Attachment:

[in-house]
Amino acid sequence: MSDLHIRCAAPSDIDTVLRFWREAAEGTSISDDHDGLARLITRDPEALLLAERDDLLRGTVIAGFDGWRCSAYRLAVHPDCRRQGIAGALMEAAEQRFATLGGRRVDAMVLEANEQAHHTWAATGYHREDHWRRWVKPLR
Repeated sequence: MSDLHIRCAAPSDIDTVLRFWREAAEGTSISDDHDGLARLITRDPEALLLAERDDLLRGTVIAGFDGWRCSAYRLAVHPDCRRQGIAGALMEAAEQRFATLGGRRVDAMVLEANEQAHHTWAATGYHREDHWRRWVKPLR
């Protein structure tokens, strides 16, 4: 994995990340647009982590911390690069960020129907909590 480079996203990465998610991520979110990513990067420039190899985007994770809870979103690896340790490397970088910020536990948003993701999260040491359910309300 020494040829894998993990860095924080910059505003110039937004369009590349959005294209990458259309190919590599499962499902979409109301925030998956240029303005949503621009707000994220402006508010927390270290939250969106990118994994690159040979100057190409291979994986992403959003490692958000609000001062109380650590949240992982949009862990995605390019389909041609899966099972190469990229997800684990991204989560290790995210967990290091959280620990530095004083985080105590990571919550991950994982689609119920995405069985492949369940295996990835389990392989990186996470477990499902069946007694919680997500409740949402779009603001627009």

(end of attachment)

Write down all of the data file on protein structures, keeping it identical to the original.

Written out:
[in-house]
Amino acid sequence: MSDLHIRCAAPSDIDTVLRFWREAAEGTSISDDHDGLARLITRDPEALLLAERDDLLRGTVIAGFDGWRCSAYRLAVHPDCRRQGIAGALMEAAEQRFATLGGRRVDAMVLEANEQAHHTWAATGYHREDHWRRWVKPLR
Repeated sequence: MSDLHIRCAAPSDIDTVLRFWREAAEGTSISDDHDGLARLITRDPEALLLAERDDLLRGTVIAGFDGWRCSAYRLAVHPDCRRQGIAGALMEAAEQRFATLGGRRVDAMVLEANEQAHHTWAATGYHREDHWRRWVKPLR
């Protein structure tokens, strides 16, 4: 994995990340647009982590911390690069960020129907909590 480079996203990465998610991520979110990513990067420039190899985007994770809870979103690896340790490397970088910020536990948003993701999260040491359910309300 020494040829894998993990860095924080910059505003110039937004369009590349959005294209990458259309190919590599499962499902979409109301925030998956240029303005949503621009707000994220402006508010927390270290939250969106990118994994690159040979100057190409291979994986992403959003490692958000609000001062109380650590949240992982949009862990995605390019389909041609899966099972190469990229997800684990991204989560290790995210967990290091959280620990530095004083985080105590990571919550991950994982689609119920995405069985492949369940295996990835389990392989990186996470477990499902069946007694919680997500409740949402779009603001627009």